Here are some common phrases mothers use on their kids that don’t actually work.
You know that feeling…
The accelerated heartbeat. The adrenaline rush. The dread that your children are going to do exactly what you do not want them to do. And that you’re going to have to do something about it.
“Oh no,” you think, “Right here in the cereal aisle, he’s going to bite his brother.”
You know the signs, you can see it coming.
You also know that these behaviors need consequences and follow through if you ever want them to end. But this whole consequence business is draining, tedious, and requires discipline on our own part.
So what’s the easier solution?
A well said threat can – temporarily – change our children’s course of action and bring much needed peace. Peace that doesn’t require us to time out, time in, or take away a privilege.
A threat buys us a bit of time to get the cereal and get out of the store before all Hades breaks loose.
This is why threats are so appealing… they make us feel like we’re getting a good result without much work.
Why We Threaten:
- To stop bad behaviors before they occur.
- To gain control of an out of control situation.
- To scare the kids into listening.
- To warm them of the upcoming consequences for their poor choices.
The trouble with threats is this… they are only good short-term. Very very short term. Threats manage to gain some level of cooperation in the moment, but they are like Lay’s potato chips… you can never make just one.
Because when we threaten our children we don’t teach them to depend on their own brain, we teach them to depend on ours.
The only way children learn to make good decisions is if they learn to think about their decisions.
Threats are a parents way of trying to solve problems ourselves. We don’t want our kids to experience a consequence for a bad decision (or we don’t want to have to give them one) so we threaten.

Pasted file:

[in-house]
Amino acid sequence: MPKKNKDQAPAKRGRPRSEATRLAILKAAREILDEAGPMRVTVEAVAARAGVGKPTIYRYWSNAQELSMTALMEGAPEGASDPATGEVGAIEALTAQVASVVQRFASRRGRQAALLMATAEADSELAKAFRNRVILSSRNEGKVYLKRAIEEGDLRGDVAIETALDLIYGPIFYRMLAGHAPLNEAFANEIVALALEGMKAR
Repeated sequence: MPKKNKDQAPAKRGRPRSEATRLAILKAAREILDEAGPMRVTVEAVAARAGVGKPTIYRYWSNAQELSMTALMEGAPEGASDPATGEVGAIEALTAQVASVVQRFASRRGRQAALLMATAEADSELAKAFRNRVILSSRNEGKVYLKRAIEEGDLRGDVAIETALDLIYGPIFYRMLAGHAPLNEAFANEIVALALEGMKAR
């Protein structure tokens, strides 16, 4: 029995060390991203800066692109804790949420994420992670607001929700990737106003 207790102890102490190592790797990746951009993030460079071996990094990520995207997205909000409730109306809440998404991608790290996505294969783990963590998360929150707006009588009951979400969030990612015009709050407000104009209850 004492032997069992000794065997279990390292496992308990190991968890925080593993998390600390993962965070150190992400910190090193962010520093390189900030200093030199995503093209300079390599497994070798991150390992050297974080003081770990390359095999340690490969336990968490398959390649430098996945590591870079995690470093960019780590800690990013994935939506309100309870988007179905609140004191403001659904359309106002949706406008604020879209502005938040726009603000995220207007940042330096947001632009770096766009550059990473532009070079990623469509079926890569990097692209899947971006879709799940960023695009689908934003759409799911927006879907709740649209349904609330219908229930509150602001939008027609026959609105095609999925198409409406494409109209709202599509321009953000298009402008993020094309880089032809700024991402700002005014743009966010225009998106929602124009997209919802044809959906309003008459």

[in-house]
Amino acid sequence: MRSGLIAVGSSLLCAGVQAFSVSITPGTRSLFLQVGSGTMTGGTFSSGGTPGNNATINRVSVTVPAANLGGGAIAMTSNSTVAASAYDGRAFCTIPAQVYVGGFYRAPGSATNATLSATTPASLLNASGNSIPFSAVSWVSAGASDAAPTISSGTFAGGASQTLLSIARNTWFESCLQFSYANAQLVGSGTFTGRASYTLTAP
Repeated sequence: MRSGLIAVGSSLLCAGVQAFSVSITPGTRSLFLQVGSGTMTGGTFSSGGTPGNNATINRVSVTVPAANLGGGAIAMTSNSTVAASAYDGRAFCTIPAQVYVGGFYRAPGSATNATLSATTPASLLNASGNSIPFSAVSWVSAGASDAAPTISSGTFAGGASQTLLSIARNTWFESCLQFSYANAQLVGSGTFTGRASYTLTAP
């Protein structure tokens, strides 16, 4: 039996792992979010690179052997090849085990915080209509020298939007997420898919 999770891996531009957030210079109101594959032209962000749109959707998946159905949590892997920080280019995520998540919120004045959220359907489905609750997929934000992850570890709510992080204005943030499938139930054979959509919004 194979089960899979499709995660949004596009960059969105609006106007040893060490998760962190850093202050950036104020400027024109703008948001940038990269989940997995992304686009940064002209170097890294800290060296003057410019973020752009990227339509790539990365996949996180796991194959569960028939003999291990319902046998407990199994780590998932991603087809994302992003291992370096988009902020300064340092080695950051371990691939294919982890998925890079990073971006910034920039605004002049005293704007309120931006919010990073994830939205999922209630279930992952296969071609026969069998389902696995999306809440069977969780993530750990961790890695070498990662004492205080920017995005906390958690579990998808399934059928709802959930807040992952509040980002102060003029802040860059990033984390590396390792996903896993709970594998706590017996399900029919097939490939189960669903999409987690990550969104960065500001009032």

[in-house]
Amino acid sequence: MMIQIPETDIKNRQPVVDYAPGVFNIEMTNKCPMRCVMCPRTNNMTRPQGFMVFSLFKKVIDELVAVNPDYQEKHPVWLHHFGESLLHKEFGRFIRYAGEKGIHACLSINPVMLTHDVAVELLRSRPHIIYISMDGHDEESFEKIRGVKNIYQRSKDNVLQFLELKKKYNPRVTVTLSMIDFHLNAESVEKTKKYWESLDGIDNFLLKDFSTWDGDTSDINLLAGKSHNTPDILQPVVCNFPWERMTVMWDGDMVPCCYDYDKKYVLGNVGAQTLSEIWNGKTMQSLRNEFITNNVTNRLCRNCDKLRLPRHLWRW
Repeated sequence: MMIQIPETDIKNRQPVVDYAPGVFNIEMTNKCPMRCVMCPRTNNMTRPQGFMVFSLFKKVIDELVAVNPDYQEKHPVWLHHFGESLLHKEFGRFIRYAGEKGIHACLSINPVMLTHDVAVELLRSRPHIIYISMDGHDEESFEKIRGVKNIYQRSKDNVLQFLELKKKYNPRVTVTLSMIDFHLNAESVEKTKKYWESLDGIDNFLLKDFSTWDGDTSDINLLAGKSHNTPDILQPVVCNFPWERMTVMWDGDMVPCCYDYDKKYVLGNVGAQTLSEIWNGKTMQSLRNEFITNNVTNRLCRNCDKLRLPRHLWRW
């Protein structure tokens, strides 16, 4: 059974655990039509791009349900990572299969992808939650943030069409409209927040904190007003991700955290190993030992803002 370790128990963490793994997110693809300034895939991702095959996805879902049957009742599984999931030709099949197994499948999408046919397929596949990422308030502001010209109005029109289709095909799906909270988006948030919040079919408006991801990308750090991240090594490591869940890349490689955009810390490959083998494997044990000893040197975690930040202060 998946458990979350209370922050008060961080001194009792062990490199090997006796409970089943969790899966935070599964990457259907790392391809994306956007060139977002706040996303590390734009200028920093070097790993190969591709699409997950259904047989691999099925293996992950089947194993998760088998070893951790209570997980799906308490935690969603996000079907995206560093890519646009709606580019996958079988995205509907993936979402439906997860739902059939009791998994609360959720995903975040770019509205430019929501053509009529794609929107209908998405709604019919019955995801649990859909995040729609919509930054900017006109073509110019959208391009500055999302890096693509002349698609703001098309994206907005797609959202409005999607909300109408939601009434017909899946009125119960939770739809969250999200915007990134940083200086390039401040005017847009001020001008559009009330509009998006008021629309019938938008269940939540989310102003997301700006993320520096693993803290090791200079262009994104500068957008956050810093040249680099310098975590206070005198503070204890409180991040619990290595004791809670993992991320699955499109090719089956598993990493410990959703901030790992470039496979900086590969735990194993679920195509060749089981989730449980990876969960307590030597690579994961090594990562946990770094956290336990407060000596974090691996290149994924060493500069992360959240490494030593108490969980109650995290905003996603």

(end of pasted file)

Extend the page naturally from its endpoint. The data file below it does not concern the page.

Instead of giving our children the chance to make their own choices and live with the results, we take control.
The 4 Threats Every Parent Makes — And Why They Don’t Work
No one is above blurting out these threats… but here is why they don’t end up working the way you’d imagined.
Read: 5 Parenting Skills That Help Raise Stable, Well-Adjusted Kids
“You’re Gonna Get In Big Trouble”
Here’s a simple but hard truth for us mothers… yelling is not big trouble.
Yelling is momentarily uncomfortable for our children and creates a breach in relationship but without the added benefit of improving our children’s behavior. In fact, when we become angry moms we prevent our children from thinking about their own choices and its consequences. Why?
Because our anger is taking center stage.
The time when our little ones need to have a consequence for their poor choice is now. Not later on. And, contrary to what we often believe, kids don’t respond to fear of punishment. They respond to actual boundaries.